The State Land Office has been working with a private company on a wind energy project in Torrance County for years. But more than half of the wind farm can’t be built because the Air Force uses the area for low-altitude flight training.
One-hundred and fourteen wind turbines were planned for a big swath of Torrance County on state-owned land. Land Commissioner Aubrey Dunn said it came as a surprise when the Air Force objected to the project—effectively nixing more than half of the turbines.
"Probably the change in administrations has made it tougher on renewable resources locating in New Mexico," said Dunn. "You know, as a state, we should be able to use our natural resources."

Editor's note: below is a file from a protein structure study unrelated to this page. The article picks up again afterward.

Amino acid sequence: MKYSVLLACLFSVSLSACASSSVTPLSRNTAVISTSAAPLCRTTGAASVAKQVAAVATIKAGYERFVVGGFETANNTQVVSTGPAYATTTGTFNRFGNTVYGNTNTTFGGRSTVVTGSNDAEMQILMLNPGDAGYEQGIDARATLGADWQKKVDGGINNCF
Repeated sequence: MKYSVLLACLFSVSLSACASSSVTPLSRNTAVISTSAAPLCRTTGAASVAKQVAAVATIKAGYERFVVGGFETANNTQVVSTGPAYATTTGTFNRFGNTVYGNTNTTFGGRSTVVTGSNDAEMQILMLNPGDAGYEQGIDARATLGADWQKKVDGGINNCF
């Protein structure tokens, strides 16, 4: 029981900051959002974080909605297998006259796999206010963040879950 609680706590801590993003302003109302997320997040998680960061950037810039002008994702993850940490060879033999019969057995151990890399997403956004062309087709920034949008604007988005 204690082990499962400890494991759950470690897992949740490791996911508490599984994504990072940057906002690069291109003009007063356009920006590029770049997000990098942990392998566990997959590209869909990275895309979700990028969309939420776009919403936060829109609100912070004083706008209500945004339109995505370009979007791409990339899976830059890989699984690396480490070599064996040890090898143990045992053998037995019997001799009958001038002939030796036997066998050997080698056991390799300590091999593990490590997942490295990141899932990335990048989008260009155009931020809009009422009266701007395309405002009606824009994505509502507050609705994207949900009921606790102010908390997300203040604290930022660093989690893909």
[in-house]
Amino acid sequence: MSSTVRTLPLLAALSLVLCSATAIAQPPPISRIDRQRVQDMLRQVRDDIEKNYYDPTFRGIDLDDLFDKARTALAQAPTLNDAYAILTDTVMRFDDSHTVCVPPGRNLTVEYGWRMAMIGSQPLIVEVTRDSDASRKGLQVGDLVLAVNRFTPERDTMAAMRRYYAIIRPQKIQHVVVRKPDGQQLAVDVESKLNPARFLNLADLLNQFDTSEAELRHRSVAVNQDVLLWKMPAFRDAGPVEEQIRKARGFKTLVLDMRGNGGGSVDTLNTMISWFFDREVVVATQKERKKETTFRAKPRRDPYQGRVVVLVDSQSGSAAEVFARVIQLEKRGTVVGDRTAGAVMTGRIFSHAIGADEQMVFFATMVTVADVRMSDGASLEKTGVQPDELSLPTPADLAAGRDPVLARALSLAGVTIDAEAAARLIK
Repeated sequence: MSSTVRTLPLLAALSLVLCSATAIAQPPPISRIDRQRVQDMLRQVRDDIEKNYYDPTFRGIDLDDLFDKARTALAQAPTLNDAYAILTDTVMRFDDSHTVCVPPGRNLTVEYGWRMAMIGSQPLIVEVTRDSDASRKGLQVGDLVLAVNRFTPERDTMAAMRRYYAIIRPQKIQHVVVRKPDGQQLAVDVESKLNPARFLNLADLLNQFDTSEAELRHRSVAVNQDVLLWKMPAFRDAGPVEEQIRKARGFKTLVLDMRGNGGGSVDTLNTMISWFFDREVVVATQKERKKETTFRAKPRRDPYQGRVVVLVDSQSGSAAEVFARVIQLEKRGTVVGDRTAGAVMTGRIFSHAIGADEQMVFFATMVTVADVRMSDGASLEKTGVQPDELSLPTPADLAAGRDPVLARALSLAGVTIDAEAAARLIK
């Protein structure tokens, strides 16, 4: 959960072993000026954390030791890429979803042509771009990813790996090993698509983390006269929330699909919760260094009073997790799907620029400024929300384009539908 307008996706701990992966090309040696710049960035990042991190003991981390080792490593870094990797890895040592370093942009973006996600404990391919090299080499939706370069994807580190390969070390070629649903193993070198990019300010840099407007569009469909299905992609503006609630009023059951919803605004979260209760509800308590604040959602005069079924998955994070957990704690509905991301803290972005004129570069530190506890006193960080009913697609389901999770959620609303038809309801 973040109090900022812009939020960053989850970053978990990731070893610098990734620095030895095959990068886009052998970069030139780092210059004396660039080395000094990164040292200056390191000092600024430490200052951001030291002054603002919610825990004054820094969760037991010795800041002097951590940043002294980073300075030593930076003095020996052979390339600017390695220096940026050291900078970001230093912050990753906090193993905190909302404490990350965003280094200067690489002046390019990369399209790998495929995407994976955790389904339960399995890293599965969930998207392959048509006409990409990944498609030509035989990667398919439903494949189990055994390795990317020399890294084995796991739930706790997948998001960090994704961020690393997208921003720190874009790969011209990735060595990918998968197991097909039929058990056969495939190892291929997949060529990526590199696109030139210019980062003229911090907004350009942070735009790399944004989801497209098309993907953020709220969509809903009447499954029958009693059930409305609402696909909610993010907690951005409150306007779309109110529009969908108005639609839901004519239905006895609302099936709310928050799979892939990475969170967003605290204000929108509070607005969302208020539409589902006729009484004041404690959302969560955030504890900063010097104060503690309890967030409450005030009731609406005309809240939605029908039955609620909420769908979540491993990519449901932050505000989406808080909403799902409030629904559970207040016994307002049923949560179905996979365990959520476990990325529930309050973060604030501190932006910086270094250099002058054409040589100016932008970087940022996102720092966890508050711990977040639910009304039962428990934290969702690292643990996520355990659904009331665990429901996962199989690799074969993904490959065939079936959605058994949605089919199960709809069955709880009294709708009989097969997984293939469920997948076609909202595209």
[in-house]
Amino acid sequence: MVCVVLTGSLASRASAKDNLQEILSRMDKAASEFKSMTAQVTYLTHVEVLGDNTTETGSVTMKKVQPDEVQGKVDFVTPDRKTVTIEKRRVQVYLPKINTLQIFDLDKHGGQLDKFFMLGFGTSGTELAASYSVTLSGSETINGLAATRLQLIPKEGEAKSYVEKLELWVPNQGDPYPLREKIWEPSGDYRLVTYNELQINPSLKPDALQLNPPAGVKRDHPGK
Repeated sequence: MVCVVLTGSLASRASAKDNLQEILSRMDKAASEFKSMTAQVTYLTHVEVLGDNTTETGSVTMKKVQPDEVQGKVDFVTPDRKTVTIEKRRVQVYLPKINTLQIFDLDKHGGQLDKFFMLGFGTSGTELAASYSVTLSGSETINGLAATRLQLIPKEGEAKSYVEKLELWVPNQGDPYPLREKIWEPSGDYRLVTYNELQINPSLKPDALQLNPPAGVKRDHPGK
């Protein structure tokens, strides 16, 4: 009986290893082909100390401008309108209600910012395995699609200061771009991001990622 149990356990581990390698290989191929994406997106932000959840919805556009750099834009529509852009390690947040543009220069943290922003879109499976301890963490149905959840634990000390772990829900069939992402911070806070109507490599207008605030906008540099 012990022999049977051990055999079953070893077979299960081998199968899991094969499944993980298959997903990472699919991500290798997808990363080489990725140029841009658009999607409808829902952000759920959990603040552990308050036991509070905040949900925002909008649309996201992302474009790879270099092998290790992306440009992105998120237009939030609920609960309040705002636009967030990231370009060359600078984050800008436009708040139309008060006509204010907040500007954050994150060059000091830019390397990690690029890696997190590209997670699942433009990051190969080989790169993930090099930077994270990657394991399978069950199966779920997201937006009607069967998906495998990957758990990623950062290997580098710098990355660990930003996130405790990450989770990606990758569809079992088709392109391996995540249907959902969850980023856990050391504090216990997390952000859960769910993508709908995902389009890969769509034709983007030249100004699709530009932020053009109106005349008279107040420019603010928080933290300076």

Scaling back the project will mean the state’s public schools and Carrie Tingley Hospital won’t receive an estimated $25 million, according to the State Land Office. So Dunn is calling for compensation from the U.S. Air Force. He said the state will likely have to file a lawsuit.
The wind farm would also have created 300 jobs, many in construction, and Dunn said this cuts into half of those, too. He added that there are implications for private landowners in the area, who may not realize they won’t be able to build turbines on their own property.